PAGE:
They're glad they had their daughter now, even though he was 50 and she was 40, but my advice to them was that it didn't matter one way or the other. Either path would take them someplace, and they could still be happy either way. And they would not know the difference.

I had the chance to see what one of those road choices would have been, about 18 years ago. Like William, I'm ever so glad I chose the turn I did. Things work out the way they're supposed to, don't they?

What a handsome son you have, Ms. Pickard!

That is a beautiful essay, Nancy (and yes, some tears reading it). My life has zigzagged through several careers and relationships, and I also have a very fine adult son - two of them, actually - from one choice I made. It turned out to have been the wrong choice of mate, but look at the jewels we produced. And that ex-husband was the one who said to me, 18 years ago, "Why don't YOU write a mystery?" Which started me on this crazy writing path that makes me so very happy.


Why, thank you, Ms. Karen! I think he's pretty cute.

A friend of mine once approached me in that same fashion years ago, about having a child late in life. She says she decided to do it because of what I said, which is SCARY. Now we both shudder and tear up to think of their life without their wonderful daughter. That's a case where I think they really are much, much happier with the road they took.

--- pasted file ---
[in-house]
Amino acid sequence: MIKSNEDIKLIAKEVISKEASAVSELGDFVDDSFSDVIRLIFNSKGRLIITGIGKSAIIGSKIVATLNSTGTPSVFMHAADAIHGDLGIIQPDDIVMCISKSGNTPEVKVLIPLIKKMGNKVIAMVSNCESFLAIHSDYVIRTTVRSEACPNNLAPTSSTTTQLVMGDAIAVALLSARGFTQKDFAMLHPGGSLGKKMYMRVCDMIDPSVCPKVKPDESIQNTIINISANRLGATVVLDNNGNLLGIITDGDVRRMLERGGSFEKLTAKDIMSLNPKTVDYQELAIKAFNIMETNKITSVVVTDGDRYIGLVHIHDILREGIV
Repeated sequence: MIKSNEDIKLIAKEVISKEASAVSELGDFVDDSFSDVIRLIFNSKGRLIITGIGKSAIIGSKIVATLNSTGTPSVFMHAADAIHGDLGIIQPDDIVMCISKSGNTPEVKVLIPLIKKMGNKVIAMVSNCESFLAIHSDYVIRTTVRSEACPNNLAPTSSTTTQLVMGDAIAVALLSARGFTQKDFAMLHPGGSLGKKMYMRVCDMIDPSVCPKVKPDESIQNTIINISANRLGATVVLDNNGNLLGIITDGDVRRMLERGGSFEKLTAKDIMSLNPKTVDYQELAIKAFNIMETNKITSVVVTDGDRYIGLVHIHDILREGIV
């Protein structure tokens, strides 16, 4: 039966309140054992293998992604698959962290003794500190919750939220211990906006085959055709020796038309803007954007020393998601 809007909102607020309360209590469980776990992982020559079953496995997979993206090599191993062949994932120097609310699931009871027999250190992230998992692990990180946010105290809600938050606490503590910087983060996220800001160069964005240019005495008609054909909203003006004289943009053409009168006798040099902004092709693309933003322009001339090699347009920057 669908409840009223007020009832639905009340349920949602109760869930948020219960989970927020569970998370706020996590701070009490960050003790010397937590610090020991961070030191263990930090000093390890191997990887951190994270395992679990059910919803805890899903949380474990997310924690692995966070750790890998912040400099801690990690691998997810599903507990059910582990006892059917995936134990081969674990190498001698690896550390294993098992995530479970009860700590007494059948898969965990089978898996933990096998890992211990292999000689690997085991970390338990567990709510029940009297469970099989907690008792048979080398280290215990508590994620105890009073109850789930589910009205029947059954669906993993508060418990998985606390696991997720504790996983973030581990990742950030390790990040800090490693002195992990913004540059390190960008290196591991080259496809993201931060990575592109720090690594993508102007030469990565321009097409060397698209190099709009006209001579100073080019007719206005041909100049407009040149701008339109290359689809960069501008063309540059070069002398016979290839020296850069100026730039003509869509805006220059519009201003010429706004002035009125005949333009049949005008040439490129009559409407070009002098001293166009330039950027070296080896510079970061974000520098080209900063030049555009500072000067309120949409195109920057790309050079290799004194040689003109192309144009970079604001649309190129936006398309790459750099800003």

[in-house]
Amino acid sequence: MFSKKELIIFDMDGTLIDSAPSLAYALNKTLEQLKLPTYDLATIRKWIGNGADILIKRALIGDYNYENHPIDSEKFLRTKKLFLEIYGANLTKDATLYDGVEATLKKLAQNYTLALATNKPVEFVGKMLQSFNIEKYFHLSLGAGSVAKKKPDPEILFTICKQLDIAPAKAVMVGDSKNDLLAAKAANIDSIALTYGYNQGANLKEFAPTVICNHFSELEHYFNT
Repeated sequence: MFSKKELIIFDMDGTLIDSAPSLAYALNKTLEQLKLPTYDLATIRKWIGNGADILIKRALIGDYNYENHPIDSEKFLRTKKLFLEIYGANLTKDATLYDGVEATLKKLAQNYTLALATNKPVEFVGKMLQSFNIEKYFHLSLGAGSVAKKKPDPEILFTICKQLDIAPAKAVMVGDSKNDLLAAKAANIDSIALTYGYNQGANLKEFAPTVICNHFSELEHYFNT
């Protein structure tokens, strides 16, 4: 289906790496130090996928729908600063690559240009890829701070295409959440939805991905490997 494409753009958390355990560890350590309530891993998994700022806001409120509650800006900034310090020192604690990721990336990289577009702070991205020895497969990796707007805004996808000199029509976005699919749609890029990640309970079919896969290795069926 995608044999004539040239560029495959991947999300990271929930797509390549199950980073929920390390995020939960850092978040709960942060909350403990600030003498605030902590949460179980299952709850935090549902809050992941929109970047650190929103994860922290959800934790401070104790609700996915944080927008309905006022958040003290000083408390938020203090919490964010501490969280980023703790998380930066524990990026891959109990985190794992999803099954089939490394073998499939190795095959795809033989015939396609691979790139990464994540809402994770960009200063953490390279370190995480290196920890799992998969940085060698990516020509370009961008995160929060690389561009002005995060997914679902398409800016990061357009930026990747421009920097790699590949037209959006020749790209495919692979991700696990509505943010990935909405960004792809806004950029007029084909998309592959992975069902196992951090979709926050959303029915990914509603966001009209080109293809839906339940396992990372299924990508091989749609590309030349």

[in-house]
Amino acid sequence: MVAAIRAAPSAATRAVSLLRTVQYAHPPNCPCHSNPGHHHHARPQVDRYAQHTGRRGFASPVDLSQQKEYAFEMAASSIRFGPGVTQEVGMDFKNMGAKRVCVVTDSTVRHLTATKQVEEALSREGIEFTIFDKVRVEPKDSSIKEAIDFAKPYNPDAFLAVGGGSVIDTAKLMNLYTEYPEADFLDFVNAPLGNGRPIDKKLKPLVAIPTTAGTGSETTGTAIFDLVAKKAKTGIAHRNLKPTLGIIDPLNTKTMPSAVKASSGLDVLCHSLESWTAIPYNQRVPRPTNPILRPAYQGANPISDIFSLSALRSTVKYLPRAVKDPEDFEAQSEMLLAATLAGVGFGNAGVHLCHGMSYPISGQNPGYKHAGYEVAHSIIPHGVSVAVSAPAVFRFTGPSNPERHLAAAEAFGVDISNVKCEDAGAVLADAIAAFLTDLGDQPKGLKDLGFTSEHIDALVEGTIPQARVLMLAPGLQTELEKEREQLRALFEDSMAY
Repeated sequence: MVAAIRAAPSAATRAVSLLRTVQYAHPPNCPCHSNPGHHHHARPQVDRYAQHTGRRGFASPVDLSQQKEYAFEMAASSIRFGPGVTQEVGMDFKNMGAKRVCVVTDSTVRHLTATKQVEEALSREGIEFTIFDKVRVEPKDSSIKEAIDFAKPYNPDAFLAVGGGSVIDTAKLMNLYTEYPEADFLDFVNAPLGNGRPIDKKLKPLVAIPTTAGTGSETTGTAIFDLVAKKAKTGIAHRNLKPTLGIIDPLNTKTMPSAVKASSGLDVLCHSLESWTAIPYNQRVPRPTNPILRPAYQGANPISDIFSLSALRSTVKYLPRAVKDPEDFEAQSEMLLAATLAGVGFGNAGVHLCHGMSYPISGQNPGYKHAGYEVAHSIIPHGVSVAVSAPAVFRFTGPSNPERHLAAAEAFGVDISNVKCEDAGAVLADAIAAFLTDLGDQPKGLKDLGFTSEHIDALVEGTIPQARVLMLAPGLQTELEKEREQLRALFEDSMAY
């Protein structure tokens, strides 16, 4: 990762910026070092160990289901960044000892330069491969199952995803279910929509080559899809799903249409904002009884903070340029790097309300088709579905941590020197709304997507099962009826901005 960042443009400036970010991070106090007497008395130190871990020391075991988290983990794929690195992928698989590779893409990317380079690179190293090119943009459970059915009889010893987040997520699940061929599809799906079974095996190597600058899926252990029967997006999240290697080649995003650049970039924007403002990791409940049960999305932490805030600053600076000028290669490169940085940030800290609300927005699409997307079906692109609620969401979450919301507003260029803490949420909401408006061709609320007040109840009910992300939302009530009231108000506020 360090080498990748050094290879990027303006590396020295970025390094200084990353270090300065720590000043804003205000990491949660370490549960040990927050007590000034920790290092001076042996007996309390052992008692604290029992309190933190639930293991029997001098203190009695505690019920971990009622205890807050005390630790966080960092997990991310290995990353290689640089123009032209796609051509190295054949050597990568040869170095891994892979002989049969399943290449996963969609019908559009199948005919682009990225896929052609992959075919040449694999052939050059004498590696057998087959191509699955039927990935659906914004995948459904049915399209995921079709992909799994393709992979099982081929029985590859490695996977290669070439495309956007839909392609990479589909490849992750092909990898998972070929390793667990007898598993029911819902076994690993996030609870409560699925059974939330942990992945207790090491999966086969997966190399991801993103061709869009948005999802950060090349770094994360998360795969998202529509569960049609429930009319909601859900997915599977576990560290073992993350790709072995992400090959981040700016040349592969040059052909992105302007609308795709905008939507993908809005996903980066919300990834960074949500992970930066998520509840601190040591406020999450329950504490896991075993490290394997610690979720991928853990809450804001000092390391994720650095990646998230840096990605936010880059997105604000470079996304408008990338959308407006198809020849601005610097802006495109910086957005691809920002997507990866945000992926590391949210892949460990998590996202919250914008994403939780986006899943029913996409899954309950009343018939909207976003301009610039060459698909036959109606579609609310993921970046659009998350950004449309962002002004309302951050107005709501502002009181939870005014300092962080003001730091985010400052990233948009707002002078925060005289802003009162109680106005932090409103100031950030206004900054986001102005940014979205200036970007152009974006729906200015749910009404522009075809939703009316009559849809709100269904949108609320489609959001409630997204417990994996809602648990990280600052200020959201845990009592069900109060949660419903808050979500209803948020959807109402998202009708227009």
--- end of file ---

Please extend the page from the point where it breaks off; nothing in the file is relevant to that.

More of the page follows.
Edith, my ex-husband did a lot to make my current writing life possible, and I'll always be grateful to him.

Well, thank goodness. But I didn't want to be the cause of either happiness or unhappiness!

My brother, who is gone now, was five years younger than I, and he often called me for advice. When he made a really bad decision later he cited as the reason for it a piece of advice I'd given him, hoping to console his broken heart: "There's a lid for every pot, and some pots have more than one lid."

After that, I was a bit more circumspect when asked to advise!